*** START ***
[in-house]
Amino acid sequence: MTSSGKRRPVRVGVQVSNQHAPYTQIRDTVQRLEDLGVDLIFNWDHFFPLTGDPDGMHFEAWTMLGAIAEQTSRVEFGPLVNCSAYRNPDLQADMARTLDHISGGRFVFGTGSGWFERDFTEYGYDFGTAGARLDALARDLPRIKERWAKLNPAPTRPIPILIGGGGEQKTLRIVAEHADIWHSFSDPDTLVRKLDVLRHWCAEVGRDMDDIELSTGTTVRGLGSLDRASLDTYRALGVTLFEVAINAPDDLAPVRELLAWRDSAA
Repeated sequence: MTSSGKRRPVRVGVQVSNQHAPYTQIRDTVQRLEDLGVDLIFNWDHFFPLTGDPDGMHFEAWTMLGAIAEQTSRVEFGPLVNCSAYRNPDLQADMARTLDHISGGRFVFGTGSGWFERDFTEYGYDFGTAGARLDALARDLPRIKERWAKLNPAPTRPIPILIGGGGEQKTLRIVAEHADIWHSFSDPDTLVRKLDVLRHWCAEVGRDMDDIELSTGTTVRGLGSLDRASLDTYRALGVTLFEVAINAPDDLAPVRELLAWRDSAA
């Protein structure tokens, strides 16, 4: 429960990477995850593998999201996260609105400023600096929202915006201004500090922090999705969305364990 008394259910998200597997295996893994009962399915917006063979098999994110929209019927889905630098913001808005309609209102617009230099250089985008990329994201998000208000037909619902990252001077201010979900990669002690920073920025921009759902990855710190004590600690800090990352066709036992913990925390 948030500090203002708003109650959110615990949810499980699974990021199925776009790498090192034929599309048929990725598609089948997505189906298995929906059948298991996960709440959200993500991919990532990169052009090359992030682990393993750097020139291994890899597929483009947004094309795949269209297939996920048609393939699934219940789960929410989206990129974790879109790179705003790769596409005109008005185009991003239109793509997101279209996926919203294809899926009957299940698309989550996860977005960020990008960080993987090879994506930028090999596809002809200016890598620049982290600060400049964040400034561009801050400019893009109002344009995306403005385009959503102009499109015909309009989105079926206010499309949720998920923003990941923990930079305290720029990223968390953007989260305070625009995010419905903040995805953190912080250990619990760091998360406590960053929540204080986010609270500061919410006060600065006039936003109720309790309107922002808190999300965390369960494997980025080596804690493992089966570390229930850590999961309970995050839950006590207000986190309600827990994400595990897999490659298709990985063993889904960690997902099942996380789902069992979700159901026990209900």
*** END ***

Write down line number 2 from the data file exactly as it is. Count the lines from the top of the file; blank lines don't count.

Amino acid sequence: MTSSGKRRPVRVGVQVSNQHAPYTQIRDTVQRLEDLGVDLIFNWDHFFPLTGDPDGMHFEAWTMLGAIAEQTSRVEFGPLVNCSAYRNPDLQADMARTLDHISGGRFVFGTGSGWFERDFTEYGYDFGTAGARLDALARDLPRIKERWAKLNPAPTRPIPILIGGGGEQKTLRIVAEHADIWHSFSDPDTLVRKLDVLRHWCAEVGRDMDDIELSTGTTVRGLGSLDRASLDTYRALGVTLFEVAINAPDDLAPVRELLAWRDSAA